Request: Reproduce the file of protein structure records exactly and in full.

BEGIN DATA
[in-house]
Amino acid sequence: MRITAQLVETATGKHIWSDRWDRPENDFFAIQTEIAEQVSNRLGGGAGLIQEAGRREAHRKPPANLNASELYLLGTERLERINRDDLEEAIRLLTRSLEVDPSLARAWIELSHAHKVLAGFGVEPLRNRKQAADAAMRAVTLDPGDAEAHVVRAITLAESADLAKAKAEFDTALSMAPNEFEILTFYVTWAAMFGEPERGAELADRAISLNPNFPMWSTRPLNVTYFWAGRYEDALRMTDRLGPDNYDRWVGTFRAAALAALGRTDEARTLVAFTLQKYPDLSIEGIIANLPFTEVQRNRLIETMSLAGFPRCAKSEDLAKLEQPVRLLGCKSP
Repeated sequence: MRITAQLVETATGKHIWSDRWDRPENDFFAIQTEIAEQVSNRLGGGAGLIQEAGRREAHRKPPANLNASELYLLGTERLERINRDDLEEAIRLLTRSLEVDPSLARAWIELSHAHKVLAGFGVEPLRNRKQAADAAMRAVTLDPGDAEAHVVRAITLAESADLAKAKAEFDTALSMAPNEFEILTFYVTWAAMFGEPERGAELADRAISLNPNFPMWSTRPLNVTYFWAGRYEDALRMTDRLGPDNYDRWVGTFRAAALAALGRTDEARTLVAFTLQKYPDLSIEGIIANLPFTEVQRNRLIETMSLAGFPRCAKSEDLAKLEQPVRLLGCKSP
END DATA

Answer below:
[in-house]
Amino acid sequence: MRITAQLVETATGKHIWSDRWDRPENDFFAIQTEIAEQVSNRLGGGAGLIQEAGRREAHRKPPANLNASELYLLGTERLERINRDDLEEAIRLLTRSLEVDPSLARAWIELSHAHKVLAGFGVEPLRNRKQAADAAMRAVTLDPGDAEAHVVRAITLAESADLAKAKAEFDTALSMAPNEFEILTFYVTWAAMFGEPERGAELADRAISLNPNFPMWSTRPLNVTYFWAGRYEDALRMTDRLGPDNYDRWVGTFRAAALAALGRTDEARTLVAFTLQKYPDLSIEGIIANLPFTEVQRNRLIETMSLAGFPRCAKSEDLAKLEQPVRLLGCKSP
Repeated sequence: MRITAQLVETATGKHIWSDRWDRPENDFFAIQTEIAEQVSNRLGGGAGLIQEAGRREAHRKPPANLNASELYLLGTERLERINRDDLEEAIRLLTRSLEVDPSLARAWIELSHAHKVLAGFGVEPLRNRKQAADAAMRAVTLDPGDAEAHVVRAITLAESADLAKAKAEFDTALSMAPNEFEILTFYVTWAAMFGEPERGAELADRAISLNPNFPMWSTRPLNVTYFWAGRYEDALRMTDRLGPDNYDRWVGTFRAAALAALGRTDEARTLVAFTLQKYPDLSIEGIIANLPFTEVQRNRLIETMSLAGFPRCAKSEDLAKLEQPVRLLGCKSP